Tracing Corporate Strategy to a Line of Code

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One of the issues high on the agenda of many CIOs is to align IT efforts with the company’s strategic goals. But how you do trace a line of code back to the strategic goal that caused it to be written? If we’re able to do this then, and only then, can it be said that IT is aligned with the business strategy.

In most organisations the strategy usually results in changes to the existing way of doing business, be it for new products or services or for efficiency changes. This will result in an assessment of the processes within the areas affected by the strategy, in order to facilitate the changes required to support the individual goals.

But how do we take the output from the strategic process assessment projects and fit them together with the systems world in a manner that is traceable?

The answer to this question is all in the definitions. The whole thing appears to be complex, as there are many methods used to perform Business Process Analysis. We find Value Chains, BPMN, Swim lanes, Business Analysis with UML, and tool based methods to name but a few. We also find a myriad of methods used by the systems people UML, UML hybrids, IDEF IE, tool based and home grown, etc.

How do you fit this diversity together in a meaningful way?

The critical point is to establish a link that is common to all approaches as well as common to both worlds. To do this let’s start with the Business Process Analysis world first. In the Business Process Analysis world we look at business activities or “what the business does” without any mention of technology in other words, business processes as the name implies. Let’s look at some definitions of a business process:

A definition can be found in Michael Hammer and James Champy’s book Reengineering the Corporation: A Manifesto for Business Revolution (Harper Business 1993):

“A collection of activities that takes one or more kinds of input and creates an output that is of value to the customer.”

And from one of my favourite books on Process Management by Rummler & Brache, Improving Performance: How to manage the white space on the organizational chart:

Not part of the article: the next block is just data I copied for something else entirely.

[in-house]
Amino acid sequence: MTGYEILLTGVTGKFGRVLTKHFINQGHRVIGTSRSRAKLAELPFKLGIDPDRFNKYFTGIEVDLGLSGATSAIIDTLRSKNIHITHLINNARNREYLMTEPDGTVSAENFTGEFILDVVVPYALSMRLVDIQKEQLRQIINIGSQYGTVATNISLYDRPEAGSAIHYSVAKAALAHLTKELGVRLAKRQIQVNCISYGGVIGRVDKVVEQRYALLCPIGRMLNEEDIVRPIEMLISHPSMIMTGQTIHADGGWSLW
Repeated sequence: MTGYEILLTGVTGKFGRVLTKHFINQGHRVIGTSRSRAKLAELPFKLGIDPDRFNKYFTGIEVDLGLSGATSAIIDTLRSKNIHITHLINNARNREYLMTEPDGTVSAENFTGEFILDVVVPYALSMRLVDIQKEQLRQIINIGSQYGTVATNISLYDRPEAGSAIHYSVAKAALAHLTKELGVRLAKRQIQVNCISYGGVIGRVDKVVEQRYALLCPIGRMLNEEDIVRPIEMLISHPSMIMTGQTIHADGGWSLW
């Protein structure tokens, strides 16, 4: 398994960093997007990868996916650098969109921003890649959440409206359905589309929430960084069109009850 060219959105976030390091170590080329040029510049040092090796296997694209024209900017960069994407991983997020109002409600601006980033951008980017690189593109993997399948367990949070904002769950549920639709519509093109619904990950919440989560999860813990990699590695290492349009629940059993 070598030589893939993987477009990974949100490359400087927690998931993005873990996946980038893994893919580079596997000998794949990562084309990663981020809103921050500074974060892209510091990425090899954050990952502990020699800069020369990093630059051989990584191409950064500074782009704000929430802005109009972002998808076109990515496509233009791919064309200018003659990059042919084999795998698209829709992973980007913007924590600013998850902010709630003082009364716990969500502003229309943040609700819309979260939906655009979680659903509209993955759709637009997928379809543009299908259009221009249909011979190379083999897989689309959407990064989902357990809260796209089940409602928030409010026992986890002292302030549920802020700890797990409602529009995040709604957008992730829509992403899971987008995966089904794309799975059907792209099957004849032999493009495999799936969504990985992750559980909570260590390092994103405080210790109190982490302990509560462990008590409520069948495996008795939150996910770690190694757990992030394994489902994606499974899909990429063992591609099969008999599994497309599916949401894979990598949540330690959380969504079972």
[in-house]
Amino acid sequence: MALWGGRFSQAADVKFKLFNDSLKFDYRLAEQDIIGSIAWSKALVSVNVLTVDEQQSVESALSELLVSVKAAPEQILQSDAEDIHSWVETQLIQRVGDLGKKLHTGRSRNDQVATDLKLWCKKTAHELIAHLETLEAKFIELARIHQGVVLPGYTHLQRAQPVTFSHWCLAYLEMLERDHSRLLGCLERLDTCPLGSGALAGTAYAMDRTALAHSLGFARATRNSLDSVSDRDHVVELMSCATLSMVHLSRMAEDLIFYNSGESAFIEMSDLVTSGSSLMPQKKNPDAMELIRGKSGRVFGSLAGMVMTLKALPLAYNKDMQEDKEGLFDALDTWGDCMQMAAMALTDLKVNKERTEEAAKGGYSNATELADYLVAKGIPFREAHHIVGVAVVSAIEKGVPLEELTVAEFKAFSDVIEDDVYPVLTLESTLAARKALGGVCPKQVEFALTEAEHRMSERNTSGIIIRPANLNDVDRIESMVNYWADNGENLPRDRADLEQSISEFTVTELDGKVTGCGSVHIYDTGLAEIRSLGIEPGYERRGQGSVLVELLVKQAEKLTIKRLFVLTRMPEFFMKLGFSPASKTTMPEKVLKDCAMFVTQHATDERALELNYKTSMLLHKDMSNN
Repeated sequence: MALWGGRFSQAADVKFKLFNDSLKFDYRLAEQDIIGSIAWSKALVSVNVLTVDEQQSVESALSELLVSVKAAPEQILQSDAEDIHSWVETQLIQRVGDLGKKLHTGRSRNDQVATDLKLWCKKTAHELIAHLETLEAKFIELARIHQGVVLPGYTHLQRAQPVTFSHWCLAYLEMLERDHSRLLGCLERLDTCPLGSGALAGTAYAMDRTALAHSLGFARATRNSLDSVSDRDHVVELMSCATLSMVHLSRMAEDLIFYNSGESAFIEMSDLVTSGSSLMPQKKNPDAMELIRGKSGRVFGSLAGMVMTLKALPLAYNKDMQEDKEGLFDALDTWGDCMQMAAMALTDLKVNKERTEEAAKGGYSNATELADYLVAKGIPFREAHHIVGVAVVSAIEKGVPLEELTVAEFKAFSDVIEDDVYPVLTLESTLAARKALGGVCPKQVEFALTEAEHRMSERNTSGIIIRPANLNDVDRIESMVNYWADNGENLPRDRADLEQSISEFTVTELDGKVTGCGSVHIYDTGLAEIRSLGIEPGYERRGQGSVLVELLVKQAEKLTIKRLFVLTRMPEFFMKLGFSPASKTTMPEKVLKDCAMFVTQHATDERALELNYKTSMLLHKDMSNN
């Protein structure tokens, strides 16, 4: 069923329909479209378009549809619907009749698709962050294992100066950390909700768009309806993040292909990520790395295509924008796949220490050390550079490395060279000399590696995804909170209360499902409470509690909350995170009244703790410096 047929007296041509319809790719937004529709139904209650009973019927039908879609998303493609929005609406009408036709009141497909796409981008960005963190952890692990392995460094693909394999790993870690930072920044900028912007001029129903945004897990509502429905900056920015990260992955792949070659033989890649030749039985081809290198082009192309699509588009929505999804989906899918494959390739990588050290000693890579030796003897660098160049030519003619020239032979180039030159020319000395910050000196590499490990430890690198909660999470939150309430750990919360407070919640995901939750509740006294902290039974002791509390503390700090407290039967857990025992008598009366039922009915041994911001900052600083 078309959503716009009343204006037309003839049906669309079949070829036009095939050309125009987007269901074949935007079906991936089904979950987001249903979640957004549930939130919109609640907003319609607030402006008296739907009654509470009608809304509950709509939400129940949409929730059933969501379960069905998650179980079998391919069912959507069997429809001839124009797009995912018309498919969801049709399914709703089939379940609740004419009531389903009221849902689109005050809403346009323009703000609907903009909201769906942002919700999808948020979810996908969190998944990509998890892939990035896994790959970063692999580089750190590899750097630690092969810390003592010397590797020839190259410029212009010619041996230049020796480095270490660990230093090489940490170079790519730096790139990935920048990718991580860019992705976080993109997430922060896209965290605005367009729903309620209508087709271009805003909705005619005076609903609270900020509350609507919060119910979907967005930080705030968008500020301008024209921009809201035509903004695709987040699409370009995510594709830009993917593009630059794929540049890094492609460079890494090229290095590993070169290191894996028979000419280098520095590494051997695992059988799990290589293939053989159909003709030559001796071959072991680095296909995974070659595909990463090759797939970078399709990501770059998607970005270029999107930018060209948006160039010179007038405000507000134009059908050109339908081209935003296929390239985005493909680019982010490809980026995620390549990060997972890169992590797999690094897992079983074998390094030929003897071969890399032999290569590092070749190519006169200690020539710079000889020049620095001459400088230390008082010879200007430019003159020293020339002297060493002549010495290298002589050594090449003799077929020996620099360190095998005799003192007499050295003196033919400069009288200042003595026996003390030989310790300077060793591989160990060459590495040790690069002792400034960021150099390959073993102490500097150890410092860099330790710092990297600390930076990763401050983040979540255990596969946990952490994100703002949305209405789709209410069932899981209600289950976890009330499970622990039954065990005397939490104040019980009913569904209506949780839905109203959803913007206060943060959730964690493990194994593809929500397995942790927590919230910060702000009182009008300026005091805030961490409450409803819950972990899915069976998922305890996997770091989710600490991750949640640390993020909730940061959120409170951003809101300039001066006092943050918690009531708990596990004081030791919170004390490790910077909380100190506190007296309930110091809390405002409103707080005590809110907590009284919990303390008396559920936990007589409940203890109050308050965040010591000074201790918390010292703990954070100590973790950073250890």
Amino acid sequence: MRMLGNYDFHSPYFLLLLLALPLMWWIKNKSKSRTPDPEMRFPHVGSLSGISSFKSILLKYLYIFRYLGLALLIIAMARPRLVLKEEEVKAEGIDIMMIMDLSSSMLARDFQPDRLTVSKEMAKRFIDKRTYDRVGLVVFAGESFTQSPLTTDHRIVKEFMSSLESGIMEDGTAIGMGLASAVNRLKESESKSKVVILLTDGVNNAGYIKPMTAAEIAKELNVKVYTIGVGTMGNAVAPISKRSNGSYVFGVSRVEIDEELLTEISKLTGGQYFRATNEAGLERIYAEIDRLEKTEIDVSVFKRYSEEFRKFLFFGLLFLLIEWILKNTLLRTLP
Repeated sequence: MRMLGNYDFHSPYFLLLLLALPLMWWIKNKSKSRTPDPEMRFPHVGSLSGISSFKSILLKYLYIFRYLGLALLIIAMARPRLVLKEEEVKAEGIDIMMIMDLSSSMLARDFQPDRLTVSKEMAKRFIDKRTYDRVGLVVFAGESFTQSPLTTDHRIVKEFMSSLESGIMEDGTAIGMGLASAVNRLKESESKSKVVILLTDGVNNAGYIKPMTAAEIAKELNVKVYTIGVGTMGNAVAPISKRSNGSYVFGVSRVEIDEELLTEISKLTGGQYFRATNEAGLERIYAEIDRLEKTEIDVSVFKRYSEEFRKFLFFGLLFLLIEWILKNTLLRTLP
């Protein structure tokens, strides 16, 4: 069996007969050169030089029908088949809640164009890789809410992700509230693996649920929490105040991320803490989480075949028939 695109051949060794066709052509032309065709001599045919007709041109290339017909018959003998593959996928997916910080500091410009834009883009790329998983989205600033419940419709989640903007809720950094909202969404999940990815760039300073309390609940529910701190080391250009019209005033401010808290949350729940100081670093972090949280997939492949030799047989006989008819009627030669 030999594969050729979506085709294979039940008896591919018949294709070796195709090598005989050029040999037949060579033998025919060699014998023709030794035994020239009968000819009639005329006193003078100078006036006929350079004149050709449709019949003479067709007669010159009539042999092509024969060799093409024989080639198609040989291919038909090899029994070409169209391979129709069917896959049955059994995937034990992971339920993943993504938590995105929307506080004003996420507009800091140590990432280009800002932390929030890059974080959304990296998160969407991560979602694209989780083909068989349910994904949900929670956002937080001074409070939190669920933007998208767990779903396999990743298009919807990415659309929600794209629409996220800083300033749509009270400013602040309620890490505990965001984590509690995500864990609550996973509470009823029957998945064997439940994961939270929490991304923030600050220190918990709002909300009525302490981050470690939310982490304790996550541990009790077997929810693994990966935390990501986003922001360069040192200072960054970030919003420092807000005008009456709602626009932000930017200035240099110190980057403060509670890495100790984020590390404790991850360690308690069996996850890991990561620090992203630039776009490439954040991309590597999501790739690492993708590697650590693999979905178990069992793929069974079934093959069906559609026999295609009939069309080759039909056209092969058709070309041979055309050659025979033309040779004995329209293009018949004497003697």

“A business process is a series of steps designed to produce a product or service.”

These and many other definitions have many things in common but for our purposes there are three important concepts to grasp: 

  • Produce something of value (output, product, or service)
  • Take something and change it to create the value
  • Have a sequence to follow

Let me elaborate on the series of steps or sequences. The sequence of events is a set of predefined rules. These rules are commonly referred to as Business Rules.
Nothing earth shattering here, this is all old hat in the process world.

We need to extend the definition slightly to ensure we find the common unit we are looking for. We need to define the lowest level process. I use the term ‘Elementary Process’. This was a term used in the Information Engineering Methodology by James Martin. I like the term because it says that your process is now at a level that cannot be broken down any further.

So what is an Elementary Process?

An Elementary Process is defined roughly as follows:

An Elementary Process is the lowest level of work that can be performed with business meaning.

The International Function Point User Group (IFPUG) defines it as follows:

“An elementary process is the smallest unit of activity that is meaningful to the user(s). It must be self-contained and leave the business of the application being counted in a consistent state:”

This fits with the definitions above as the business meaning can be translated into business value and the users equate to business.

This implies any further decomposition of the process and we lose the business meaning. (A more lengthy definition can be found in my book “Aligning Business Analysis” Chapter Four “The Lowest Level of Business Process”)

Let’s add the Elementary Process definition to the definition “A business process is a series of steps designed to produce a product or service”.

So if we combine these two definitions we get:

Elementary Process = the smallest business process = is a series of steps designed to produce a result of value to the business.

The significance of the Elementary Process will become evident later.

No matter what methods are used for process analysis they all should be capable of identifying the elementary processes. If they are being used for business process improvement, they should establish the elementary processes. By definition these are the processes where the actual work is being done in the business and so these will be the processes affected by change. In order to perform Business Process Improvement, the elementary processes that are new or need to be changed need to be documented.

So we have a set of elementary processes of which some will change and others will need to be created. Often change will entail changing the Business Rules. For example, if a business needs to lower the number of bad debts, they will need to improve or change the Business Rules they apply in the process “check client credit worthiness”.